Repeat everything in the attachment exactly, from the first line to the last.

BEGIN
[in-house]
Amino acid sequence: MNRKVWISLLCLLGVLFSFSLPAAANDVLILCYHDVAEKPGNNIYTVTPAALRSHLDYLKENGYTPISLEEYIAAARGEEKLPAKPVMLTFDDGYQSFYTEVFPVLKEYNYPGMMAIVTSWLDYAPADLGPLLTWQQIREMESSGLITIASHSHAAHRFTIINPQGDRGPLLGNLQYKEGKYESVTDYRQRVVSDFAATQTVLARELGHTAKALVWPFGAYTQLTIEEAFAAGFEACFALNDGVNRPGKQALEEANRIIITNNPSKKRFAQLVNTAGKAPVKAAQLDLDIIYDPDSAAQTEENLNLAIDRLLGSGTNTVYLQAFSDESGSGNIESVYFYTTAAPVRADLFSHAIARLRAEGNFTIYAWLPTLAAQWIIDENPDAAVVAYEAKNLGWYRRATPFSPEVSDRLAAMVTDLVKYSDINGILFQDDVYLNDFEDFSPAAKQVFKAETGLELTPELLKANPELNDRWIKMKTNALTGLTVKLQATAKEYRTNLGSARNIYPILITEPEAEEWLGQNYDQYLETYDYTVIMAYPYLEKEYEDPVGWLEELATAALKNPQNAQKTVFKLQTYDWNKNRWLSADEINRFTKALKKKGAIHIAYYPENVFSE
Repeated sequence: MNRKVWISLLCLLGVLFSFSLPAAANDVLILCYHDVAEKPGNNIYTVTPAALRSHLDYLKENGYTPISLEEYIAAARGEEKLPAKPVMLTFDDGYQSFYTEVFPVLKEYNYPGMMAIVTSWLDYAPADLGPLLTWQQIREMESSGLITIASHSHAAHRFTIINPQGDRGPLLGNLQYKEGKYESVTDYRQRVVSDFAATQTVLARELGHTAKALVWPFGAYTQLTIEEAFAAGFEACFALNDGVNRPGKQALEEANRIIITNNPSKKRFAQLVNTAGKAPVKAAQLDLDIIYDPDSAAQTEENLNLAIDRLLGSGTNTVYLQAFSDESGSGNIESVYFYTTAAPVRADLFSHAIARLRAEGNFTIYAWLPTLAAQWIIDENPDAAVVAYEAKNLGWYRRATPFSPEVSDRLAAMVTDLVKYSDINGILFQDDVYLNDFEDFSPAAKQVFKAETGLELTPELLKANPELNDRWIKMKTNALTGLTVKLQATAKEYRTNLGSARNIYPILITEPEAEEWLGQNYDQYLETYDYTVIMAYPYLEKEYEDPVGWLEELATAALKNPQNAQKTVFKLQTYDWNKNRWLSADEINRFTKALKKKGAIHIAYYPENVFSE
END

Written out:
[in-house]
Amino acid sequence: MNRKVWISLLCLLGVLFSFSLPAAANDVLILCYHDVAEKPGNNIYTVTPAALRSHLDYLKENGYTPISLEEYIAAARGEEKLPAKPVMLTFDDGYQSFYTEVFPVLKEYNYPGMMAIVTSWLDYAPADLGPLLTWQQIREMESSGLITIASHSHAAHRFTIINPQGDRGPLLGNLQYKEGKYESVTDYRQRVVSDFAATQTVLARELGHTAKALVWPFGAYTQLTIEEAFAAGFEACFALNDGVNRPGKQALEEANRIIITNNPSKKRFAQLVNTAGKAPVKAAQLDLDIIYDPDSAAQTEENLNLAIDRLLGSGTNTVYLQAFSDESGSGNIESVYFYTTAAPVRADLFSHAIARLRAEGNFTIYAWLPTLAAQWIIDENPDAAVVAYEAKNLGWYRRATPFSPEVSDRLAAMVTDLVKYSDINGILFQDDVYLNDFEDFSPAAKQVFKAETGLELTPELLKANPELNDRWIKMKTNALTGLTVKLQATAKEYRTNLGSARNIYPILITEPEAEEWLGQNYDQYLETYDYTVIMAYPYLEKEYEDPVGWLEELATAALKNPQNAQKTVFKLQTYDWNKNRWLSADEINRFTKALKKKGAIHIAYYPENVFSE
Repeated sequence: MNRKVWISLLCLLGVLFSFSLPAAANDVLILCYHDVAEKPGNNIYTVTPAALRSHLDYLKENGYTPISLEEYIAAARGEEKLPAKPVMLTFDDGYQSFYTEVFPVLKEYNYPGMMAIVTSWLDYAPADLGPLLTWQQIREMESSGLITIASHSHAAHRFTIINPQGDRGPLLGNLQYKEGKYESVTDYRQRVVSDFAATQTVLARELGHTAKALVWPFGAYTQLTIEEAFAAGFEACFALNDGVNRPGKQALEEANRIIITNNPSKKRFAQLVNTAGKAPVKAAQLDLDIIYDPDSAAQTEENLNLAIDRLLGSGTNTVYLQAFSDESGSGNIESVYFYTTAAPVRADLFSHAIARLRAEGNFTIYAWLPTLAAQWIIDENPDAAVVAYEAKNLGWYRRATPFSPEVSDRLAAMVTDLVKYSDINGILFQDDVYLNDFEDFSPAAKQVFKAETGLELTPELLKANPELNDRWIKMKTNALTGLTVKLQATAKEYRTNLGSARNIYPILITEPEAEEWLGQNYDQYLETYDYTVIMAYPYLEKEYEDPVGWLEELATAALKNPQNAQKTVFKLQTYDWNKNRWLSADEINRFTKALKKKGAIHIAYYPENVFSE